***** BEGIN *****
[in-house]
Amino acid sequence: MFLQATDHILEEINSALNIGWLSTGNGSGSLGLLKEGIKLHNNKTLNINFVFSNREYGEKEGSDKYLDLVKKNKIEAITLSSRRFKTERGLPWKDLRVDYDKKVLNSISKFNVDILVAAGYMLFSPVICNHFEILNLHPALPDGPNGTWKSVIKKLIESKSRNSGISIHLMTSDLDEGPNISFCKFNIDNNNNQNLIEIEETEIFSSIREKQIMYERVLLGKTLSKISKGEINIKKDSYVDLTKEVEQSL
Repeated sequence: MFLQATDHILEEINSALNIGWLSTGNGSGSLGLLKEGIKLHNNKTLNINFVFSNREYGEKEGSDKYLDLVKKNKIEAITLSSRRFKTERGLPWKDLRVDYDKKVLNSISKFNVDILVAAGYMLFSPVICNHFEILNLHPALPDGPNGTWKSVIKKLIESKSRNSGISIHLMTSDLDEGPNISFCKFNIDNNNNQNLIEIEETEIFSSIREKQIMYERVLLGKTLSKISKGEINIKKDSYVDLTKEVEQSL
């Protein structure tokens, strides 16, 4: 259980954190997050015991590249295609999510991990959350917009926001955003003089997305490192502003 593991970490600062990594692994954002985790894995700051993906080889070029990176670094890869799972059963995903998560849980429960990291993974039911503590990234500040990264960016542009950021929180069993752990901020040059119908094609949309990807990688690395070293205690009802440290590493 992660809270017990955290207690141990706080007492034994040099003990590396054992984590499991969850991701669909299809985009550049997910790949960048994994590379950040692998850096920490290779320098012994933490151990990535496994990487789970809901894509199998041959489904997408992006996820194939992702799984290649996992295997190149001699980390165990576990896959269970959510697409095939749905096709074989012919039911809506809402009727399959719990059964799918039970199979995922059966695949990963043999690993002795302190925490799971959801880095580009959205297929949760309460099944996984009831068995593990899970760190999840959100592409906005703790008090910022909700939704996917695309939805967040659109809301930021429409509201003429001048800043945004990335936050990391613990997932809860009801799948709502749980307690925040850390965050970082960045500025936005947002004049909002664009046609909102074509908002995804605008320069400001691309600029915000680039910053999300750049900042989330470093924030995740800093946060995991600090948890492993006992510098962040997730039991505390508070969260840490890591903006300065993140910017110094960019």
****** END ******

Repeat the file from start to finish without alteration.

[in-house]
Amino acid sequence: MFLQATDHILEEINSALNIGWLSTGNGSGSLGLLKEGIKLHNNKTLNINFVFSNREYGEKEGSDKYLDLVKKNKIEAITLSSRRFKTERGLPWKDLRVDYDKKVLNSISKFNVDILVAAGYMLFSPVICNHFEILNLHPALPDGPNGTWKSVIKKLIESKSRNSGISIHLMTSDLDEGPNISFCKFNIDNNNNQNLIEIEETEIFSSIREKQIMYERVLLGKTLSKISKGEINIKKDSYVDLTKEVEQSL
Repeated sequence: MFLQATDHILEEINSALNIGWLSTGNGSGSLGLLKEGIKLHNNKTLNINFVFSNREYGEKEGSDKYLDLVKKNKIEAITLSSRRFKTERGLPWKDLRVDYDKKVLNSISKFNVDILVAAGYMLFSPVICNHFEILNLHPALPDGPNGTWKSVIKKLIESKSRNSGISIHLMTSDLDEGPNISFCKFNIDNNNNQNLIEIEETEIFSSIREKQIMYERVLLGKTLSKISKGEINIKKDSYVDLTKEVEQSL
């Protein structure tokens, strides 16, 4: 259980954190997050015991590249295609999510991990959350917009926001955003003089997305490192502003 593991970490600062990594692994954002985790894995700051993906080889070029990176670094890869799972059963995903998560849980429960990291993974039911503590990234500040990264960016542009950021929180069993752990901020040059119908094609949309990807990688690395070293205690009802440290590493 992660809270017990955290207690141990706080007492034994040099003990590396054992984590499991969850991701669909299809985009550049997910790949960048994994590379950040692998850096920490290779320098012994933490151990990535496994990487789970809901894509199998041959489904997408992006996820194939992702799984290649996992295997190149001699980390165990576990896959269970959510697409095939749905096709074989012919039911809506809402009727399959719990059964799918039970199979995922059966695949990963043999690993002795302190925490799971959801880095580009959205297929949760309460099944996984009831068995593990899970760190999840959100592409906005703790008090910022909700939704996917695309939805967040659109809301930021429409509201003429001048800043945004990335936050990391613990997932809860009801799948709502749980307690925040850390965050970082960045500025936005947002004049909002664009046609909102074509908002995804605008320069400001691309600029915000680039910053999300750049900042989330470093924030995740800093946060995991600090948890492993006992510098962040997730039991505390508070969260840490890591903006300065993140910017110094960019």